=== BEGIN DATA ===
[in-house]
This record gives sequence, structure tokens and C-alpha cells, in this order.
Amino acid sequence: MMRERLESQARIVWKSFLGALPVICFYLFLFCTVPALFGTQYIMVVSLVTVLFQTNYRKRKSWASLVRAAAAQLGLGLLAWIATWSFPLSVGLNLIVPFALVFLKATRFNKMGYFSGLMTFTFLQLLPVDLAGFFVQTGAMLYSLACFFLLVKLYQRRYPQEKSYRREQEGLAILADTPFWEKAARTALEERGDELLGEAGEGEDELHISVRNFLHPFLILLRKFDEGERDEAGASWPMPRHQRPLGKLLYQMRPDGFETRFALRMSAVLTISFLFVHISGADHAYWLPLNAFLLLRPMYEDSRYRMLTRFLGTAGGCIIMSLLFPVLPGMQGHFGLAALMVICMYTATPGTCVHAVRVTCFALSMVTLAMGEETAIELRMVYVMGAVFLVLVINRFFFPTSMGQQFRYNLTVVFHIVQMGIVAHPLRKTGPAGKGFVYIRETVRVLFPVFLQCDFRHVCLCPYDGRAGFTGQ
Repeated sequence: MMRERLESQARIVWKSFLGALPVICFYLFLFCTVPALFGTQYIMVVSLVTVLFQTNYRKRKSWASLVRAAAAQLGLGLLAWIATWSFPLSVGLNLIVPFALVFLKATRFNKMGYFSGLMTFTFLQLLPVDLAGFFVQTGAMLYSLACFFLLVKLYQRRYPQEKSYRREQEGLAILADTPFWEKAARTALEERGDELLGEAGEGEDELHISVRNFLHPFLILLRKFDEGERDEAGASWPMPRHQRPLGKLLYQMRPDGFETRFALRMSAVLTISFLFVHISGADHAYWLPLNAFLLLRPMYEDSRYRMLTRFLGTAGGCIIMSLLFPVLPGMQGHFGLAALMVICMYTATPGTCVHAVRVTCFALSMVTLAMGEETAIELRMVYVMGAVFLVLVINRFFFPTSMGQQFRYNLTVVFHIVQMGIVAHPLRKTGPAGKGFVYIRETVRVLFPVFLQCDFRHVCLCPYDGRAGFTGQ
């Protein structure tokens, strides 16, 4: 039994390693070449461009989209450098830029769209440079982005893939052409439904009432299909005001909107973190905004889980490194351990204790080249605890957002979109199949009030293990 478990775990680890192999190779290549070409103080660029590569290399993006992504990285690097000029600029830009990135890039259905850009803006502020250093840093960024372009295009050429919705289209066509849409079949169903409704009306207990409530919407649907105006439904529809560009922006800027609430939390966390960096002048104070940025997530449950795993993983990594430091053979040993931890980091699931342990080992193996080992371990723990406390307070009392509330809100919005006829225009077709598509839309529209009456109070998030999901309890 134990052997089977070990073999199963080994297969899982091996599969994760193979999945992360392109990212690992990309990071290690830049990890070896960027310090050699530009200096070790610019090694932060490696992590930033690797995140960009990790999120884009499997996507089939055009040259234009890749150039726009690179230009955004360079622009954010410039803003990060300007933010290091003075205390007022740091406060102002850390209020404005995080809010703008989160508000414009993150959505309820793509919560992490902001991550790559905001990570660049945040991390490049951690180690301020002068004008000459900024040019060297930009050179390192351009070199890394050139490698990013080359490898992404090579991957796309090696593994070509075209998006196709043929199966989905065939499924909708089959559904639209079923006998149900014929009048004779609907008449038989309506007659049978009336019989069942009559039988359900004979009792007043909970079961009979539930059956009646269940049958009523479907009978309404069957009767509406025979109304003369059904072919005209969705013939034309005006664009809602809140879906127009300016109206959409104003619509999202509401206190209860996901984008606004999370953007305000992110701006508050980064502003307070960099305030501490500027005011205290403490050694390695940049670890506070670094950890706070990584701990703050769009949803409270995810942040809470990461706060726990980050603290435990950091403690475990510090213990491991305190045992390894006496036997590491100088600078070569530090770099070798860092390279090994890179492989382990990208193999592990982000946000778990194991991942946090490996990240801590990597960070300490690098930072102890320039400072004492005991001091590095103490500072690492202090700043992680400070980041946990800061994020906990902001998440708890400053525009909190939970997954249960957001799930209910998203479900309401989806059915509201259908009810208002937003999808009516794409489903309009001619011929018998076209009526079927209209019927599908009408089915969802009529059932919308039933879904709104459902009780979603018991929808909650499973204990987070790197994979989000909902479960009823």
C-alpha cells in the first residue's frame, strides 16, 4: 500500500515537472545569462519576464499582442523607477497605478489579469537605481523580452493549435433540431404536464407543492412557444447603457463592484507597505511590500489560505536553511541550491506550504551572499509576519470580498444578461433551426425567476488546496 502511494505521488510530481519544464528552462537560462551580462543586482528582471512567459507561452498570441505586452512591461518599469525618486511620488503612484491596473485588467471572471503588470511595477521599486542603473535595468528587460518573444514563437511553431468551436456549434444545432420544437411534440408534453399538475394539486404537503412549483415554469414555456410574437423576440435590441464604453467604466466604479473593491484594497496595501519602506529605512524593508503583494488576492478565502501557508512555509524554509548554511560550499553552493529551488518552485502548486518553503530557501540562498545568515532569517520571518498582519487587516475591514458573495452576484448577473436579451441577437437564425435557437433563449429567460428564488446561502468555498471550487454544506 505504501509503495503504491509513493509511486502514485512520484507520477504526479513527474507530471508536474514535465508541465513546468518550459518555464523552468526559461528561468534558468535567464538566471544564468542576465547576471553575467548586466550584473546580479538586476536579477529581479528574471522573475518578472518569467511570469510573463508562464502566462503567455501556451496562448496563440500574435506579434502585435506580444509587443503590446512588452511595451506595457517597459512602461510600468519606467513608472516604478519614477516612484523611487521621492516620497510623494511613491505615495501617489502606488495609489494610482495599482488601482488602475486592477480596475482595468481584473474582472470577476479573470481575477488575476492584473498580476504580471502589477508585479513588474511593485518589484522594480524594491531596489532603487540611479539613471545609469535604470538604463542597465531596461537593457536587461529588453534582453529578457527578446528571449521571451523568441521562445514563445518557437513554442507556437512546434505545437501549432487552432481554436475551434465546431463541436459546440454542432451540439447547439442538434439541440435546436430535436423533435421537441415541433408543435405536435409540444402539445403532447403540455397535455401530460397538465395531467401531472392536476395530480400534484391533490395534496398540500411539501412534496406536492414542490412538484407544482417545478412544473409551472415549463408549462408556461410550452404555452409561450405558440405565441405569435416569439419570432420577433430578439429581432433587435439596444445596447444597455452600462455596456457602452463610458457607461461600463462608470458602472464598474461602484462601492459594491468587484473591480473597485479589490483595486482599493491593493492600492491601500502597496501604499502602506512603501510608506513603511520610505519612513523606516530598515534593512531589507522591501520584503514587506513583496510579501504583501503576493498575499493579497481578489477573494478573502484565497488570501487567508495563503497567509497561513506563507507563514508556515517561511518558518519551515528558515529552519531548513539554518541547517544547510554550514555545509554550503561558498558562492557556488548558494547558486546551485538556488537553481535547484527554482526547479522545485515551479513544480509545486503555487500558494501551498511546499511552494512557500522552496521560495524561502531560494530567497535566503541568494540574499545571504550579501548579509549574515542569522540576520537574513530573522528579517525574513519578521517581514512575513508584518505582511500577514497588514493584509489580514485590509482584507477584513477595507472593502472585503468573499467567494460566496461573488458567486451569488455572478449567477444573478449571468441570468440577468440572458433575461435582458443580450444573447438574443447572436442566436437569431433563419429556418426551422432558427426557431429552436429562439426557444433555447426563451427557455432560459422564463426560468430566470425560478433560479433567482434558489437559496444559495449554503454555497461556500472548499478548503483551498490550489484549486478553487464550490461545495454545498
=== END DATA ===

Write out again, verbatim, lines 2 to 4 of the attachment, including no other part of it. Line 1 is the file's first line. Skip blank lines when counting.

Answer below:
This record gives sequence, structure tokens and C-alpha cells, in this order.
Amino acid sequence: MMRERLESQARIVWKSFLGALPVICFYLFLFCTVPALFGTQYIMVVSLVTVLFQTNYRKRKSWASLVRAAAAQLGLGLLAWIATWSFPLSVGLNLIVPFALVFLKATRFNKMGYFSGLMTFTFLQLLPVDLAGFFVQTGAMLYSLACFFLLVKLYQRRYPQEKSYRREQEGLAILADTPFWEKAARTALEERGDELLGEAGEGEDELHISVRNFLHPFLILLRKFDEGERDEAGASWPMPRHQRPLGKLLYQMRPDGFETRFALRMSAVLTISFLFVHISGADHAYWLPLNAFLLLRPMYEDSRYRMLTRFLGTAGGCIIMSLLFPVLPGMQGHFGLAALMVICMYTATPGTCVHAVRVTCFALSMVTLAMGEETAIELRMVYVMGAVFLVLVINRFFFPTSMGQQFRYNLTVVFHIVQMGIVAHPLRKTGPAGKGFVYIRETVRVLFPVFLQCDFRHVCLCPYDGRAGFTGQ
Repeated sequence: MMRERLESQARIVWKSFLGALPVICFYLFLFCTVPALFGTQYIMVVSLVTVLFQTNYRKRKSWASLVRAAAAQLGLGLLAWIATWSFPLSVGLNLIVPFALVFLKATRFNKMGYFSGLMTFTFLQLLPVDLAGFFVQTGAMLYSLACFFLLVKLYQRRYPQEKSYRREQEGLAILADTPFWEKAARTALEERGDELLGEAGEGEDELHISVRNFLHPFLILLRKFDEGERDEAGASWPMPRHQRPLGKLLYQMRPDGFETRFALRMSAVLTISFLFVHISGADHAYWLPLNAFLLLRPMYEDSRYRMLTRFLGTAGGCIIMSLLFPVLPGMQGHFGLAALMVICMYTATPGTCVHAVRVTCFALSMVTLAMGEETAIELRMVYVMGAVFLVLVINRFFFPTSMGQQFRYNLTVVFHIVQMGIVAHPLRKTGPAGKGFVYIRETVRVLFPVFLQCDFRHVCLCPYDGRAGFTGQ